CHESTERFIELD, VA (WWBT) - Two major lawsuits have been filed against Chesterfield County employees, after the 2012 death of a 1st grader at Hopkins Elementary School.
Amarria Johnson stopped breathing, and subsequently died, after eating a peanut. The lawsuits asks for millions of dollars and a jury trial, blaming school leaders and health workers at Amarria's school.
"She was very charismatic, she was one of those children that everyone loved," said Laura Pendleton in a 2012 interview, shortly after her daughter died.
Amarria's death resonated so strongly, there's a law named after her now to help protect other students with allergies.
Two years later, a wrongful death lawsuit holds accountable a school nurse and a clinic aide. It also lists the Commonwealth. It says Pendleton tried to bring an EpiPen to school, but the aide turned it down. It goes on to say that when Amarria needed the life-saving injection, the aide didn't have it, and also decided not to use other EpiPens available at the school.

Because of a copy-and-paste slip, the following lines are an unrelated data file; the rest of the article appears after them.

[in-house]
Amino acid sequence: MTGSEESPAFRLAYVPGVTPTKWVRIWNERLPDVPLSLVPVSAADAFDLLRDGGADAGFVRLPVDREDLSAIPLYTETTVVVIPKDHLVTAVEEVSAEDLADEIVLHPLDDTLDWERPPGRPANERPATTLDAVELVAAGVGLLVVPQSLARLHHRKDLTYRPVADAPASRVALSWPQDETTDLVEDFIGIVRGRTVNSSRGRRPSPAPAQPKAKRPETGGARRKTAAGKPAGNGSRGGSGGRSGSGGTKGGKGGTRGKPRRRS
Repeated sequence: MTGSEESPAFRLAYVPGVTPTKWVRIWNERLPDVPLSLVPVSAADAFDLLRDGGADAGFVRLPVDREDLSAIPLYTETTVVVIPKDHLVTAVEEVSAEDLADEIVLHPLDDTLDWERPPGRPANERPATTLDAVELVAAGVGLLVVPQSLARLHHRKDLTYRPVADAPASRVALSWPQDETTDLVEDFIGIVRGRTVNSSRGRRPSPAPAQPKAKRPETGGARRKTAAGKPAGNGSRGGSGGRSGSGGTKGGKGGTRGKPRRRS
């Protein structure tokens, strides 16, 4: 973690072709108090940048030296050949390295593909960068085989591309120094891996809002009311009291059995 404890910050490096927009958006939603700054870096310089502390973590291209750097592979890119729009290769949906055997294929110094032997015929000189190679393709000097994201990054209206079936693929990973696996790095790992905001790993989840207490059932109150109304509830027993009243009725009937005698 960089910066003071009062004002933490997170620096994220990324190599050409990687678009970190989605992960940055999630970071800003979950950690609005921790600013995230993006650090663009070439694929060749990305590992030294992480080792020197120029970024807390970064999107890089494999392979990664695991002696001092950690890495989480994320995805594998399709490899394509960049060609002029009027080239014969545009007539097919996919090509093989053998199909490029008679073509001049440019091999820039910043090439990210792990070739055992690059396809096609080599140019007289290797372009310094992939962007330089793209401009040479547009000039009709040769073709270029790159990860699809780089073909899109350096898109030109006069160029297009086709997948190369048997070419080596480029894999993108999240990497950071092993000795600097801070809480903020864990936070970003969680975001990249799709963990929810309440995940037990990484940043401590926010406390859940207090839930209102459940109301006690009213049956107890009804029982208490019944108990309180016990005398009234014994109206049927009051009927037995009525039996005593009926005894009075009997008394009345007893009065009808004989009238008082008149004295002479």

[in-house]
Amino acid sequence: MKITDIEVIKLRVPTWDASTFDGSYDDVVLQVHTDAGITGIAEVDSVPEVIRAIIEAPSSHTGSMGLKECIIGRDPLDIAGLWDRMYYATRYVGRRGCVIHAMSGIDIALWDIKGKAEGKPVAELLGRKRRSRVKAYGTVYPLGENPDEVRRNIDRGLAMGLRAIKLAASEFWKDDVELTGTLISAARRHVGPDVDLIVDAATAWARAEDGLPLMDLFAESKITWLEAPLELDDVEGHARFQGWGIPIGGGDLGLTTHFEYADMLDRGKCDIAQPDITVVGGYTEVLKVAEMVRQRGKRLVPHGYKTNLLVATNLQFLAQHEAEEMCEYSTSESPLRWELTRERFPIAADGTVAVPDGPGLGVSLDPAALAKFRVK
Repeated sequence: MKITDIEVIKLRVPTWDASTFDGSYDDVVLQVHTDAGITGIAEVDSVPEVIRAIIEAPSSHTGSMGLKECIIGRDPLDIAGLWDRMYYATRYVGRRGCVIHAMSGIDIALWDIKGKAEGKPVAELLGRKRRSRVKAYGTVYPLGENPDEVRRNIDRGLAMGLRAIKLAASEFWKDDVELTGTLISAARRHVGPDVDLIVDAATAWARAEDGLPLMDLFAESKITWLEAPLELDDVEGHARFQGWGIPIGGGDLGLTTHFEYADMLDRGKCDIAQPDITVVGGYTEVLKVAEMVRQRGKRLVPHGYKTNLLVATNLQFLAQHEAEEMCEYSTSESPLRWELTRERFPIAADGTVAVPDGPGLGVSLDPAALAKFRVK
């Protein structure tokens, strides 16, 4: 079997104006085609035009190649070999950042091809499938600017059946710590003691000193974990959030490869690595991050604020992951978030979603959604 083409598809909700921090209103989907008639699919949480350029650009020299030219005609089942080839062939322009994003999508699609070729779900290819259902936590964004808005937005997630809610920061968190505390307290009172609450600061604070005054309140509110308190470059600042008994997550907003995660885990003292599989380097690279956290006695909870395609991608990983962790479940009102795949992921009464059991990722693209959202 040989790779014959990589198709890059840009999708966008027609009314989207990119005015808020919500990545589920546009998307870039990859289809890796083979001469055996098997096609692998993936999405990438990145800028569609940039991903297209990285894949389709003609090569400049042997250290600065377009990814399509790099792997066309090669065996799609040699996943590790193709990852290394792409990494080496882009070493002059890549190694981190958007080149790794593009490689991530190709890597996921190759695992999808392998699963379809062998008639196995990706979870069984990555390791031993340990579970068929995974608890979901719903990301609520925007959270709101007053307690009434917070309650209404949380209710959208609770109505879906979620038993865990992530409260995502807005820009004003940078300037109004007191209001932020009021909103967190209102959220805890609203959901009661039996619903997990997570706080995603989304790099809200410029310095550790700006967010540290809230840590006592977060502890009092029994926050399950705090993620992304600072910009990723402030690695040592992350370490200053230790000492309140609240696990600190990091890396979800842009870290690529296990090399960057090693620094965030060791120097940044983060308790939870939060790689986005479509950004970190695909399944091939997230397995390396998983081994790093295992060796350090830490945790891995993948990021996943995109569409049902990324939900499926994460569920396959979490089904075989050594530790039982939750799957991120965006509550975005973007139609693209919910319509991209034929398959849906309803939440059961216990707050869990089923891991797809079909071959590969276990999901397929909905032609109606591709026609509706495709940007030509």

The suit also suggests a clinic worker called Pendleton, instead of 911, when Amarria started showing symptoms. It goes on to say that 911 wasn't called until Amarria had stopped breathing and a police officer was doing CPR.
The lawsuit asks for $10 million and a jury trial.
A second lawsuit names six county officials as defendants, including Superintendent Marcus Newsome, a former school board member, and two school spokespeople: Shawn Smith and Tim Bullis. Two other school leaders were also named.
This lawsuit claims the school and county employees undertook a "public relations smear campaign" suggesting that Amarria's death was caused by her mother's inactions. The suit goes on to say statements were made by school representatives that implied Pendleton never brought a life saving EpiPen to school.